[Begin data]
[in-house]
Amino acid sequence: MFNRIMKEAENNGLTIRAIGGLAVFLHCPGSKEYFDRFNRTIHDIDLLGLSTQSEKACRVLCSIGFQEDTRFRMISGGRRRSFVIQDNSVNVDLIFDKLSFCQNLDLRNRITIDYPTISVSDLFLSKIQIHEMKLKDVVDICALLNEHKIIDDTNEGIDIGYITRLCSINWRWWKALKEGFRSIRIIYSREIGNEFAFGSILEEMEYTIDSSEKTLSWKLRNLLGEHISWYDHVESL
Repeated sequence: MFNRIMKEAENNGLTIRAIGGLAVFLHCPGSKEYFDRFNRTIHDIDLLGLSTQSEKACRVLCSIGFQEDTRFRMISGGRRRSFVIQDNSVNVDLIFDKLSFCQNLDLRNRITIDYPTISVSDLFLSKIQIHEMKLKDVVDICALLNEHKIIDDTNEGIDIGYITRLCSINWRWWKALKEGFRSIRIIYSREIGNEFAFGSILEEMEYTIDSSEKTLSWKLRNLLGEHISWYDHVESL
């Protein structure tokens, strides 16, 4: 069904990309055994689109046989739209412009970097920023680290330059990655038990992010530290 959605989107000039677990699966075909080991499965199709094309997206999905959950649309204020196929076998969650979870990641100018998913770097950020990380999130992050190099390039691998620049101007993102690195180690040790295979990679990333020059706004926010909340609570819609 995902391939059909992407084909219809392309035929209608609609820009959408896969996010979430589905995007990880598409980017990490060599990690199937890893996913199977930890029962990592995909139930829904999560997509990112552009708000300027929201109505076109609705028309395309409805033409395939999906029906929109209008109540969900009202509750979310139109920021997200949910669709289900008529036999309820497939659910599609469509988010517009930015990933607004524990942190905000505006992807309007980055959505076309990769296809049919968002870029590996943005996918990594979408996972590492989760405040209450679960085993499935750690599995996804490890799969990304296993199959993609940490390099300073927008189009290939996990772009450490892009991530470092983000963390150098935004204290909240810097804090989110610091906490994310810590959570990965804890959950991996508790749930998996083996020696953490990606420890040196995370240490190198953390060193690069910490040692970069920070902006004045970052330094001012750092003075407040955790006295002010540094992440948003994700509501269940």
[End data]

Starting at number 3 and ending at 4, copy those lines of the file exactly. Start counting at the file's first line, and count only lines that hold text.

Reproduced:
Repeated sequence: MFNRIMKEAENNGLTIRAIGGLAVFLHCPGSKEYFDRFNRTIHDIDLLGLSTQSEKACRVLCSIGFQEDTRFRMISGGRRRSFVIQDNSVNVDLIFDKLSFCQNLDLRNRITIDYPTISVSDLFLSKIQIHEMKLKDVVDICALLNEHKIIDDTNEGIDIGYITRLCSINWRWWKALKEGFRSIRIIYSREIGNEFAFGSILEEMEYTIDSSEKTLSWKLRNLLGEHISWYDHVESL
């Protein structure tokens, strides 16, 4: 069904990309055994689109046989739209412009970097920023680290330059990655038990992010530290 959605989107000039677990699966075909080991499965199709094309997206999905959950649309204020196929076998969650979870990641100018998913770097950020990380999130992050190099390039691998620049101007993102690195180690040790295979990679990333020059706004926010909340609570819609 995902391939059909992407084909219809392309035929209608609609820009959408896969996010979430589905995007990880598409980017990490060599990690199937890893996913199977930890029962990592995909139930829904999560997509990112552009708000300027929201109505076109609705028309395309409805033409395939999906029906929109209008109540969900009202509750979310139109920021997200949910669709289900008529036999309820497939659910599609469509988010517009930015990933607004524990942190905000505006992807309007980055959505076309990769296809049919968002870029590996943005996918990594979408996972590492989760405040209450679960085993499935750690599995996804490890799969990304296993199959993609940490390099300073927008189009290939996990772009450490892009991530470092983000963390150098935004204290909240810097804090989110610091906490994310810590959570990965804890959950991996508790749930998996083996020696953490990606420890040196995370240490190198953390060193690069910490040692970069920070902006004045970052330094001012750092003075407040955790006295002010540094992440948003994700509501269940």